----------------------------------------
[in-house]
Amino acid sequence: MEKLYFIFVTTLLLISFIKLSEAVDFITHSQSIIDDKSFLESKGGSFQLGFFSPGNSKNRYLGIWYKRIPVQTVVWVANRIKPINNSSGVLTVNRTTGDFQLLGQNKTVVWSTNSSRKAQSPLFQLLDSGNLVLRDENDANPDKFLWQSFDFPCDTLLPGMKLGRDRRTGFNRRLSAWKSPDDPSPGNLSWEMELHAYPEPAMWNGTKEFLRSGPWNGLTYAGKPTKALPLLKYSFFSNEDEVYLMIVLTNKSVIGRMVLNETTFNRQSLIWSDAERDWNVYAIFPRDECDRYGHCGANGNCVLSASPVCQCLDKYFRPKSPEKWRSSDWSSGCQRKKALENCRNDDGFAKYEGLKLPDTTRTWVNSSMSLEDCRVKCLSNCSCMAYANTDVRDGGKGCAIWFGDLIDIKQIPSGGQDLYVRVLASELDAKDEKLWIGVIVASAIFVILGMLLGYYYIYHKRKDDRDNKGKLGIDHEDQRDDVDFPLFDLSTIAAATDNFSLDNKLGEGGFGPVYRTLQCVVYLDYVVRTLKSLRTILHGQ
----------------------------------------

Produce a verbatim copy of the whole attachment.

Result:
[in-house]
Amino acid sequence: MEKLYFIFVTTLLLISFIKLSEAVDFITHSQSIIDDKSFLESKGGSFQLGFFSPGNSKNRYLGIWYKRIPVQTVVWVANRIKPINNSSGVLTVNRTTGDFQLLGQNKTVVWSTNSSRKAQSPLFQLLDSGNLVLRDENDANPDKFLWQSFDFPCDTLLPGMKLGRDRRTGFNRRLSAWKSPDDPSPGNLSWEMELHAYPEPAMWNGTKEFLRSGPWNGLTYAGKPTKALPLLKYSFFSNEDEVYLMIVLTNKSVIGRMVLNETTFNRQSLIWSDAERDWNVYAIFPRDECDRYGHCGANGNCVLSASPVCQCLDKYFRPKSPEKWRSSDWSSGCQRKKALENCRNDDGFAKYEGLKLPDTTRTWVNSSMSLEDCRVKCLSNCSCMAYANTDVRDGGKGCAIWFGDLIDIKQIPSGGQDLYVRVLASELDAKDEKLWIGVIVASAIFVILGMLLGYYYIYHKRKDDRDNKGKLGIDHEDQRDDVDFPLFDLSTIAAATDNFSLDNKLGEGGFGPVYRTLQCVVYLDYVVRTLKSLRTILHGQ